The University of Tennessee, Knoxville

Tennessee County Municipal Advisory Service

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Calculating Overtime for Public Safety Employees

Reference Number: MTAS-959
Tennessee Code Annotated
Reviewed Date: July 28, 2017
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The FLSA requires state and local governments using the 207(k) exemption to declare the work period for employees engaged in law enforcement and fire protection. The act does not require the same work period for all law enforcement and fire protection personnel. “Separate work periods can be declared for different employees or groups of employees.” 29 C.F.R. § 553.224(b). The work period chosen, however, need not coincide with the pay period for 207(k) employees.

DOL regulation 29 C.F.R. § 553.230(c) established the table below to set forth the maximum hours for each work period after which law enforcement and fire protection employees are entitled to time-and-a-half overtime pay.

Section 207(k) allows “city and state employers to calculate the pay for non-exempt law enforcement and fire protection personnel based on a maximum 28-day period. It is improper to pay section 207(k) employees for an ‘average’ number of hours worked. For employees engaged in fire protection or law enforcement with a work period between seven and 28 consecutive days, overtime for the excess hours is based on all hours over the number declared as the work period. A notation in the payroll records, however, must be made that shows the work period for each employee.” 29 C.F.R. § 553.50.

The rules for computing a Section 207(k) employee’s regular rate are the same as those applied to all other nonexempt employees. When calculating overtime for 207(k) employees, the employer should not use the 40-hour workweek standard. Instead, the employer should look to the employee’s work period. Overtime pay is then calculated for hours worked in excess of the 207(k) maximum. The rules regulating the definitions of hours worked also apply. If employees are required to arrive at work early, the time is compensable. All time spent by law enforcement personnel in training sessions is counted as hours of work, but they are not compensated for overtime unless the total hours worked exceeds the maximum number of hours in the declared work period.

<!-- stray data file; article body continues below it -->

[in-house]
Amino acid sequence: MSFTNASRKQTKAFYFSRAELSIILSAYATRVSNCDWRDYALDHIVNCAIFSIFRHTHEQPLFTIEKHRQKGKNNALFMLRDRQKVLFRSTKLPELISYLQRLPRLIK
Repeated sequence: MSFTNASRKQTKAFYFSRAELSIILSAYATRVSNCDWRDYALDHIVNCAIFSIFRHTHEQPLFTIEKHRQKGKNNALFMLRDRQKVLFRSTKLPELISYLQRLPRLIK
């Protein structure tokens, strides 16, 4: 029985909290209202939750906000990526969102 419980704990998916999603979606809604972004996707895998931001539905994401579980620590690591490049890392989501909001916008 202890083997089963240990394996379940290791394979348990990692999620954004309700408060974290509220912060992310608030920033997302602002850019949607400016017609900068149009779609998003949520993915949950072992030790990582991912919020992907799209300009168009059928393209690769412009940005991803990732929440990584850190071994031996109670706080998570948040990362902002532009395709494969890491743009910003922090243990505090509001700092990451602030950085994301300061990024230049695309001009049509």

When off-duty police and firefighters are called back to work, they must be paid at least their regular hourly rate or at time and a half if they fall into an overtime situation. Any on-call premium that is paid must be taken into consideration in determining the employee’s overtime rate. A recent Kentucky case emphasized this point. The court of appeals held that any on-call premium provided as an incentive payment is akin to additional compensation (rather than in the nature of a bonus), and as such, the employee would be entitled to overtime calculated at time and a half on the incentive pay based on an hourly rate for the pay period. Kentucky Court of Appeals in City of Frankfort v. James Davenport, et al, No. 2005-CA-0000036-MR.

Volunteer firefighters who are paid by the call or by the hour when called to duty often are referred to by fire departments as “on-call firefighters.” On-call volunteer firefighters do not fall under this FLSA 207(k) exemption unless they are required to stay at the fire station or within a certain distance of the fire station.

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